When I first walked into my Korean studio apartment, I cried. Granted, it had been a long journey, but armed with GMarket and copious amounts of bleach, I finally learned to love my little part of Seoul. I even cried when I had to leave it for the last time! (all a lot of crying!)
While on of the main draws of teaching in Korea is the great pay, free apartment was a massive factor for me. A few jobs will offer housing allowance, but the majority will provide you with a furnished apartment. Something I didn’t realise until I arrived was that the size and condition of this apartment varies wildly. I had seen pictures of brand new, two floored apartments decked out with brand new shiny furniture, and naively assumed this was the norm.
In my emotional defence, I arrived at my apartment after travelling for 20 hours. I was in a new country, exhausted, and just generally feeling a bit overwhelmed! My manager showed me to my apartment which was essentially a rectangular box with a bed. There was no other furniture. He had kindly provided a few food items and cleaning products.
My school kindly replaced the bed, but I decided to spend a lot of my own money furnishing it. I am a massive believer in your space affecting your well-being, and I felt miserable living in a space I didn’t like. The one plus my apartment had was a set of large double doors. Lots of apartments lack windows so I was lucky with my abundance of sunshine.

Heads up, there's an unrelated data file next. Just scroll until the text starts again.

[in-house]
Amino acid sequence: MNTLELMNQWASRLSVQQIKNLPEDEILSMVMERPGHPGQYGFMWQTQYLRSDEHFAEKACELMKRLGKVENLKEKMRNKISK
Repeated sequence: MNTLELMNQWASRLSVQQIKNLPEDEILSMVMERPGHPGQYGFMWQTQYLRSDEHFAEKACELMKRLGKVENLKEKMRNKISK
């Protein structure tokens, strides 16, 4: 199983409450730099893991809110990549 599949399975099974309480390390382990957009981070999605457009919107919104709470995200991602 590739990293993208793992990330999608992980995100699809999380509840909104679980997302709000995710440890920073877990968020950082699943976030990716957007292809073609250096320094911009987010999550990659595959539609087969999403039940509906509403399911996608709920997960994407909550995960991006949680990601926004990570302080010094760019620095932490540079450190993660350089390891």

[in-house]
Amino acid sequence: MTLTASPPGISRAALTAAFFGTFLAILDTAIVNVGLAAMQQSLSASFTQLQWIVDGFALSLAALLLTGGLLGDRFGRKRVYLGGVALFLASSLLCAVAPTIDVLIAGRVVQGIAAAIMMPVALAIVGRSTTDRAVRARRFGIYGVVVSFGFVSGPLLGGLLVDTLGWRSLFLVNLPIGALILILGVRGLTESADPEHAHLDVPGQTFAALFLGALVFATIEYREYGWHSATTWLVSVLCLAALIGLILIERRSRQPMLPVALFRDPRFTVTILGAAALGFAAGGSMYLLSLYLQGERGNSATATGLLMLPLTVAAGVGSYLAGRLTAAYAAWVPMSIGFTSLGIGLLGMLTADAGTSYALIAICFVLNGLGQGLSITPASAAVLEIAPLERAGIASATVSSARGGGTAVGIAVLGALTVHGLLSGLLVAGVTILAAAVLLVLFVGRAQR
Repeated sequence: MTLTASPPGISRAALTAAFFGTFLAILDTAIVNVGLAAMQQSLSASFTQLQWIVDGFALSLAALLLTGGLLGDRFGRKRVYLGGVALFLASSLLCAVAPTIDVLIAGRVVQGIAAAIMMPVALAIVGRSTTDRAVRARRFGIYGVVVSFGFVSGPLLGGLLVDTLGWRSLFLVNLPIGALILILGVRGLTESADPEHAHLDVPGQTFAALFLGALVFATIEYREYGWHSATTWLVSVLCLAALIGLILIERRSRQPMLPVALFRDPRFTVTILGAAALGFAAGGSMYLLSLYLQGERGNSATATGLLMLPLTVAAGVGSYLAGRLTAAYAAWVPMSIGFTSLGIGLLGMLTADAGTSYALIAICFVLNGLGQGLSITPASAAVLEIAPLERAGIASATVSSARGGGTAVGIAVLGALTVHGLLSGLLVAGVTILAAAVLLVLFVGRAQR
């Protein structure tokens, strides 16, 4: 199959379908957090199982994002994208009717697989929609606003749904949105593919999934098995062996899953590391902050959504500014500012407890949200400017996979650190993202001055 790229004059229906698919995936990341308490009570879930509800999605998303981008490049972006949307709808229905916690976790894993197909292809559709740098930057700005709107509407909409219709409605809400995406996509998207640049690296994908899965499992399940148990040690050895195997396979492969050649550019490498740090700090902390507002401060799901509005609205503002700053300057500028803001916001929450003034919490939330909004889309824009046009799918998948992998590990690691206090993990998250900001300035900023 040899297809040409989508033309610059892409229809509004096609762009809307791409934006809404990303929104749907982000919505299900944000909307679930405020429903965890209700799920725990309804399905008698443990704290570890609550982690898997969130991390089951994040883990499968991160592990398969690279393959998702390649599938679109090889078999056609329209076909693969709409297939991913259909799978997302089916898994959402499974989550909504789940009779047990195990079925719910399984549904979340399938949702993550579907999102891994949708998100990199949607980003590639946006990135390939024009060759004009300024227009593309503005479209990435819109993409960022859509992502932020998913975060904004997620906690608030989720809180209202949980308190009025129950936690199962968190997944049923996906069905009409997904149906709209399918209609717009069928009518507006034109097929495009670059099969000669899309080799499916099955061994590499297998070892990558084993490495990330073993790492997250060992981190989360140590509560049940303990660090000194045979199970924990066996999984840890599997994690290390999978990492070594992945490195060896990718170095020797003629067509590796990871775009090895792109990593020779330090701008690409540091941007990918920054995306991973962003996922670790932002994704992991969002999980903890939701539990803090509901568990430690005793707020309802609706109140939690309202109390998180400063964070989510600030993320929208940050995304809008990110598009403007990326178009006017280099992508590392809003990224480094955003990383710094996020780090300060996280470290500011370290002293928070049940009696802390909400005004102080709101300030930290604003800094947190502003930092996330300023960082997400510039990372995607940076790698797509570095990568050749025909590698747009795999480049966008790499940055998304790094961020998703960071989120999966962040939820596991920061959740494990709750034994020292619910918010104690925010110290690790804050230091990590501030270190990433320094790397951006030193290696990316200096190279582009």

Luckily, furniture in Korea is cheap. GMarket reigns supreme and is a great way to get IKEA-style furniture with free delivery. I ordered a sofa, desk, chair, bookcase and lamp, which came to less than $300. Although it wasn’t the best quality, it made me feel more at relaxed and I would highly recommend it. The sofa also functioned as a bed so came in useful when I had guests.
While my apartment wasn’t perfect, it came to feel like home. If you find yourself in a sorry-looking apartment, there are things you can do to turn it around! It’s amazing what some scented candles and fairy lights can do! It is also possible to sell everything when you leave (although I was too lazy.) I do think there needs to be more realistic information about Korean apartments, so less people arrive with ridiculously high expectations.